Paulina Del Carmen Ramirez Jacinto v. Mexico, Mexico, Inter-American Commission on Human Rights, 2007.
Forced motherhood after rape. A complaint was lodged against Mexico for failing to allow a minor to receive an abortion after she was raped. The complaint alleged the violation of Articles 1, 5, 7, 8, 11, 12, 19, and 25 of the American Convention on Human Rights, Articles 1, 2, 4, 7, and 9 of the Inter-American Convention on the Prevention, Punishment, and Eradication of Violence Against Women, Article 10 of the Additional Protocol to the American Convention in the Area of Economic, Social, and Cultural Rights, Articles 9, 17, and 24 of the International Covenant on Civil and Political Rights, Articles 3 and 12 of the Universal Declaration of Human Rights, Article 12 of the Convention on the Elimination of All Forms of Discrimination against Women and Articles 19, 37, and 39 of the Convention on the Rights of the Child. Mexico and the petitioner reached a friendly settlement under which the government of Baja California would pay the victim's legal and medical expenses, provide her with school and housing expense assistance, medical and psychological services, free public higher education for her child, a computer and a printer, moral damages. The Mexican state also committed itself to increasing awareness and availability of legal termination of pregnancy.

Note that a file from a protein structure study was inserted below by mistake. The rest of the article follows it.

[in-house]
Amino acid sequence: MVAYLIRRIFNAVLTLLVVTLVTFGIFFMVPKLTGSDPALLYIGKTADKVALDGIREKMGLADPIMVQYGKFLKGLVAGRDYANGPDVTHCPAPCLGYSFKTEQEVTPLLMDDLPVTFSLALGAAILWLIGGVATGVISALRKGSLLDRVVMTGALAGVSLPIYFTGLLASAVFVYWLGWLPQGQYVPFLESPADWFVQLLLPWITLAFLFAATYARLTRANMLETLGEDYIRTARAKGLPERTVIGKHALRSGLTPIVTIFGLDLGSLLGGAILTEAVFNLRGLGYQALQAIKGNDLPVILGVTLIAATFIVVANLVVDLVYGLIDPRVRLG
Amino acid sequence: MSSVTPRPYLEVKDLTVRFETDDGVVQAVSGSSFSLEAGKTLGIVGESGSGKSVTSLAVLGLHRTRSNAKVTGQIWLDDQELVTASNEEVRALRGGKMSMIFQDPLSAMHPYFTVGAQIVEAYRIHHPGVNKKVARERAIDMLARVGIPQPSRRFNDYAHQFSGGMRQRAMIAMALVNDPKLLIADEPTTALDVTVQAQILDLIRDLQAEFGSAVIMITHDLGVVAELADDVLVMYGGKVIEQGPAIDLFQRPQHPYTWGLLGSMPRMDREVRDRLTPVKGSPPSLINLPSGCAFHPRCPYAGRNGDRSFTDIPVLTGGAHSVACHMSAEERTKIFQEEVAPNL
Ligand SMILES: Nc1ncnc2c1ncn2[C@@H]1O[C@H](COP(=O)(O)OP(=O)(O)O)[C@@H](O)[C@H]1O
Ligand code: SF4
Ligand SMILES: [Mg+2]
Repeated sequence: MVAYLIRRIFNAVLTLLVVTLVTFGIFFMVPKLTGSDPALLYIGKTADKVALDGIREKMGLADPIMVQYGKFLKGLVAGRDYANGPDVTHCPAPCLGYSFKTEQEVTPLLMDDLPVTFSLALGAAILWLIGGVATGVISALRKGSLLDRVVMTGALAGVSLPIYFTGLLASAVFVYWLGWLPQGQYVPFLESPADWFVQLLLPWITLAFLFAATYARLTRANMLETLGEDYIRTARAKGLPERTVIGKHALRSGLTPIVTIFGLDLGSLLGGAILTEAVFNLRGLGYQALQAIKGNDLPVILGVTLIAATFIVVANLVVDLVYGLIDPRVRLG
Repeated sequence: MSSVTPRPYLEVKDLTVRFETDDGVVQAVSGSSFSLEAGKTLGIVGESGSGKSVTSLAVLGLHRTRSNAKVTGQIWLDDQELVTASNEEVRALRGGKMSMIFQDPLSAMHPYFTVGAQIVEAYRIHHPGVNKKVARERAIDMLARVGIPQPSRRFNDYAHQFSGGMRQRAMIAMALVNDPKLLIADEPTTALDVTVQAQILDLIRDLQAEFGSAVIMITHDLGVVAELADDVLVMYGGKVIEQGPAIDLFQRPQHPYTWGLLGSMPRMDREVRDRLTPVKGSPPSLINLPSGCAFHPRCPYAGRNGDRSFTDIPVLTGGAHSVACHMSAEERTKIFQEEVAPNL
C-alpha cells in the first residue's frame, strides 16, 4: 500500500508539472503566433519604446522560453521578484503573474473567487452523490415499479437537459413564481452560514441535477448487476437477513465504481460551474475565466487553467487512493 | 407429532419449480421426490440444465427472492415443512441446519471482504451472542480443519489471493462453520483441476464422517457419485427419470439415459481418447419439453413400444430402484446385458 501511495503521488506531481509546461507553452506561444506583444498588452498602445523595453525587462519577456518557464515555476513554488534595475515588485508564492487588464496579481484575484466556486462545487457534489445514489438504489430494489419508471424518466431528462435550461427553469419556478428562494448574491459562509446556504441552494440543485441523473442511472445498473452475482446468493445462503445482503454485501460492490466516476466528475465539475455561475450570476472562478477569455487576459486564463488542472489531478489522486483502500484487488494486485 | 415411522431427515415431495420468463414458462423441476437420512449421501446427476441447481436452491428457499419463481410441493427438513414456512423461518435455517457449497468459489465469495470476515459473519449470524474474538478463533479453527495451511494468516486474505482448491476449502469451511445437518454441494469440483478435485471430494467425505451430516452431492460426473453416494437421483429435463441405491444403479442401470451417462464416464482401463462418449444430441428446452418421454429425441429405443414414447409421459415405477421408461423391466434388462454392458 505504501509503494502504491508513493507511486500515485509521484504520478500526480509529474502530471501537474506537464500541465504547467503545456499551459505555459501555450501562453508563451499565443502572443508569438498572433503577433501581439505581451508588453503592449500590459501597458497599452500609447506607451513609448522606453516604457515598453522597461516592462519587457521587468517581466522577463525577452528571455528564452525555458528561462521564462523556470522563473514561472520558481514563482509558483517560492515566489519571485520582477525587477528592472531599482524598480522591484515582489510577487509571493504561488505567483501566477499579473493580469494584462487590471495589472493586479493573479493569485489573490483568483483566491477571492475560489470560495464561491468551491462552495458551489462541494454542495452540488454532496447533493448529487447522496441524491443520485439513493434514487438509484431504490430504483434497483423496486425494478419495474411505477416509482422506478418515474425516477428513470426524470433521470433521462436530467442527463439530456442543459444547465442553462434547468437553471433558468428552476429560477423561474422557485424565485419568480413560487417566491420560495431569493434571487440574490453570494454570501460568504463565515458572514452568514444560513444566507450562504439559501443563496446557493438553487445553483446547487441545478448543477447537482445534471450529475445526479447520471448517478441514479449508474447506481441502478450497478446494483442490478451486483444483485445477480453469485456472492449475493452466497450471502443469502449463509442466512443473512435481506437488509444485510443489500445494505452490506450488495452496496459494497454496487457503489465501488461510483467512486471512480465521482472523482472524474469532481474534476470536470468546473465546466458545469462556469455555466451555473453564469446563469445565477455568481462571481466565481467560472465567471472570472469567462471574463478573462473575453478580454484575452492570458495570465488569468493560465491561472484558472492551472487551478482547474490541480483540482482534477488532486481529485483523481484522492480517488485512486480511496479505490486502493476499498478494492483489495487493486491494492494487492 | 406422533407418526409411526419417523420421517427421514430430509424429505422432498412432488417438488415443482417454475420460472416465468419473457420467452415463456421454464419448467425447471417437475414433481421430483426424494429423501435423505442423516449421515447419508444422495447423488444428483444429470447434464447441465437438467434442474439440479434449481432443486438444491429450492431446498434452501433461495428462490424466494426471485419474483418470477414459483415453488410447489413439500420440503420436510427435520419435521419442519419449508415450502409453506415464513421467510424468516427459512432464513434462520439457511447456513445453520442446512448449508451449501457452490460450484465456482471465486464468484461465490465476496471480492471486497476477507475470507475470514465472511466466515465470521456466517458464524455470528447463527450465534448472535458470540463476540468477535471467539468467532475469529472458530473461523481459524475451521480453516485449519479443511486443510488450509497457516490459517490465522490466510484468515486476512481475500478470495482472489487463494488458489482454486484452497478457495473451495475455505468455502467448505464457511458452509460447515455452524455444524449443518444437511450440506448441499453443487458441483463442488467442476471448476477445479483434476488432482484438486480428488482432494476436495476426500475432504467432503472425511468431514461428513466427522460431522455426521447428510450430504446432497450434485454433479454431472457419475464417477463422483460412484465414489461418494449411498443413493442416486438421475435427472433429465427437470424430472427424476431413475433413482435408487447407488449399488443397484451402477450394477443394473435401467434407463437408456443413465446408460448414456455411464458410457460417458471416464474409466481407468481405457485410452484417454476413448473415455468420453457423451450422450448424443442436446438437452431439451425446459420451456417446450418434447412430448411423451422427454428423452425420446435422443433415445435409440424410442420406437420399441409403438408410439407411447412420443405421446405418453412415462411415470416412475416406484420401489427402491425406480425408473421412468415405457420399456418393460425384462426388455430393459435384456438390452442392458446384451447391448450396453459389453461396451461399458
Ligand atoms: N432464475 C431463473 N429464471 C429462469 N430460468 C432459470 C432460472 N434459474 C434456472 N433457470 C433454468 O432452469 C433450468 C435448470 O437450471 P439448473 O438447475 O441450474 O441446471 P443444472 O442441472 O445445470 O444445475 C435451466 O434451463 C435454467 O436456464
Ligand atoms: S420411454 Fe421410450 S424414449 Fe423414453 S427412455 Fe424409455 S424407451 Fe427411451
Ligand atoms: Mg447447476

Existencia del Delito de Violacion, Mexico, Supreme Court, .
The Court held that for the crime of rape to have occurred, only penetration was necessary, not ejaculation. The Court also held that when two or more people conspire to commit rape, only one person need penetrate to hold all parties guilty of rape as long as the other people were involved in the steps leading up to the rape. The Court further held that when a husband rapes his wife, it is necessary for her to press charges before he can be charged with the crime. However, if her husband conspires with other men to rape her, then she need not press charges for her husband to be charged with the crime.
Rapto Inexistente, Mexico, Supreme Court, .
The Court made several clarifications related to the crime of abduction. First, the court held that because the crime of abduction required the intent to segregate the victim from her customary mode of life and insert her in another, the crime of abduction does not take place when a man takes a woman temporarily for the purpose of sexual abuse. The Court reasoned that the temporary removal of the woman by the man did not constitute its own crime, but instead was an element of the separate crime of rape. The Court also held that the simple act of changing locations with a woman did not constitute abduction, especially when there was no evidence of restraint against her will.
Rapto y Estupro Son Delitos Independientes, Mexico, Supreme Court, .
The Court affirmed that abduction and statutory rape were different crimes. The Court reasoned that statutory rape could take place without an abduction, and abduction could take place without resulting in statutory rape. The Court explained that when the victim is taken away by a male for the purpose of sexual abuse or marriage, statutory rape occurs at the moment of sexual activity, while abduction occurs at the moment she becomes segregated from her customary mode of life.